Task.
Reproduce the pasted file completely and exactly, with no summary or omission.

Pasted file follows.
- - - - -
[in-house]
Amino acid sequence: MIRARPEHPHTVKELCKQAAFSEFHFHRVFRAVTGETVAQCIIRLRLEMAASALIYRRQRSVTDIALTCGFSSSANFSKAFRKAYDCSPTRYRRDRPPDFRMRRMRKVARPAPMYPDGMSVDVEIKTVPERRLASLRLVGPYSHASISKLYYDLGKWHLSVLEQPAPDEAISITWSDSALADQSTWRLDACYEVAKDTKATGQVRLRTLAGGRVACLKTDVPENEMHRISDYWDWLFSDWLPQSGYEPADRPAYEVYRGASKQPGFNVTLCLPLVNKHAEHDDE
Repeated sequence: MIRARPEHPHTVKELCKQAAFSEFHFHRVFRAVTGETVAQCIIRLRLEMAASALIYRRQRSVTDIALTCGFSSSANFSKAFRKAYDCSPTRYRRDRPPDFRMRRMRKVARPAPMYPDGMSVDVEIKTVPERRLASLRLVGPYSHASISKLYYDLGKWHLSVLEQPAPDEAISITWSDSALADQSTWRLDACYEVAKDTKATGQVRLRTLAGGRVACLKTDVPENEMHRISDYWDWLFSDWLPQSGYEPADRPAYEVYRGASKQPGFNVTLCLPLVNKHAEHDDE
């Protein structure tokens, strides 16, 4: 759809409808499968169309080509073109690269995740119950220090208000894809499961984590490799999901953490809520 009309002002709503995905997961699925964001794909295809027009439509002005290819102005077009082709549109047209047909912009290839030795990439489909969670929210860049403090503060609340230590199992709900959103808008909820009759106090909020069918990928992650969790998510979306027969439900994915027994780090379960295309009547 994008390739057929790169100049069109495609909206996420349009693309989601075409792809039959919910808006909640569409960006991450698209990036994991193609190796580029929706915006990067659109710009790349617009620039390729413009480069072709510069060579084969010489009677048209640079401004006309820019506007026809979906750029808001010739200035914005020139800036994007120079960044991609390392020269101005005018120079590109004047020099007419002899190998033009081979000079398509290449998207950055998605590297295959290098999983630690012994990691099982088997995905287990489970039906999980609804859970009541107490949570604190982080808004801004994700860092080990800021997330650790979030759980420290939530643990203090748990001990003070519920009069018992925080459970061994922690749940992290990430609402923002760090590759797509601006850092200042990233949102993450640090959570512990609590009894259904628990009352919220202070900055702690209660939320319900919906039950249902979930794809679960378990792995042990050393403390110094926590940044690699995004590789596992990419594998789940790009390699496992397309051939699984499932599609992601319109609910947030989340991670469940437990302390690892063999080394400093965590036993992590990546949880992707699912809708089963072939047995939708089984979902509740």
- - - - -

[in-house]
Amino acid sequence: MIRARPEHPHTVKELCKQAAFSEFHFHRVFRAVTGETVAQCIIRLRLEMAASALIYRRQRSVTDIALTCGFSSSANFSKAFRKAYDCSPTRYRRDRPPDFRMRRMRKVARPAPMYPDGMSVDVEIKTVPERRLASLRLVGPYSHASISKLYYDLGKWHLSVLEQPAPDEAISITWSDSALADQSTWRLDACYEVAKDTKATGQVRLRTLAGGRVACLKTDVPENEMHRISDYWDWLFSDWLPQSGYEPADRPAYEVYRGASKQPGFNVTLCLPLVNKHAEHDDE
Repeated sequence: MIRARPEHPHTVKELCKQAAFSEFHFHRVFRAVTGETVAQCIIRLRLEMAASALIYRRQRSVTDIALTCGFSSSANFSKAFRKAYDCSPTRYRRDRPPDFRMRRMRKVARPAPMYPDGMSVDVEIKTVPERRLASLRLVGPYSHASISKLYYDLGKWHLSVLEQPAPDEAISITWSDSALADQSTWRLDACYEVAKDTKATGQVRLRTLAGGRVACLKTDVPENEMHRISDYWDWLFSDWLPQSGYEPADRPAYEVYRGASKQPGFNVTLCLPLVNKHAEHDDE
């Protein structure tokens, strides 16, 4: 759809409808499968169309080509073109690269995740119950220090208000894809499961984590490799999901953490809520 009309002002709503995905997961699925964001794909295809027009439509002005290819102005077009082709549109047209047909912009290839030795990439489909969670929210860049403090503060609340230590199992709900959103808008909820009759106090909020069918990928992650969790998510979306027969439900994915027994780090379960295309009547 994008390739057929790169100049069109495609909206996420349009693309989601075409792809039959919910808006909640569409960006991450698209990036994991193609190796580029929706915006990067659109710009790349617009620039390729413009480069072709510069060579084969010489009677048209640079401004006309820019506007026809979906750029808001010739200035914005020139800036994007120079960044991609390392020269101005005018120079590109004047020099007419002899190998033009081979000079398509290449998207950055998605590297295959290098999983630690012994990691099982088997995905287990489970039906999980609804859970009541107490949570604190982080808004801004994700860092080990800021997330650790979030759980420290939530643990203090748990001990003070519920009069018992925080459970061994922690749940992290990430609402923002760090590759797509601006850092200042990233949102993450640090959570512990609590009894259904628990009352919220202070900055702690209660939320319900919906039950249902979930794809679960378990792995042990050393403390110094926590940044690699995004590789596992990419594998789940790009390699496992397309051939699984499932599609992601319109609910947030989340991670469940437990302390690892063999080394400093965590036993992590990546949880992707699912809708089963072939047995939708089984979902509740």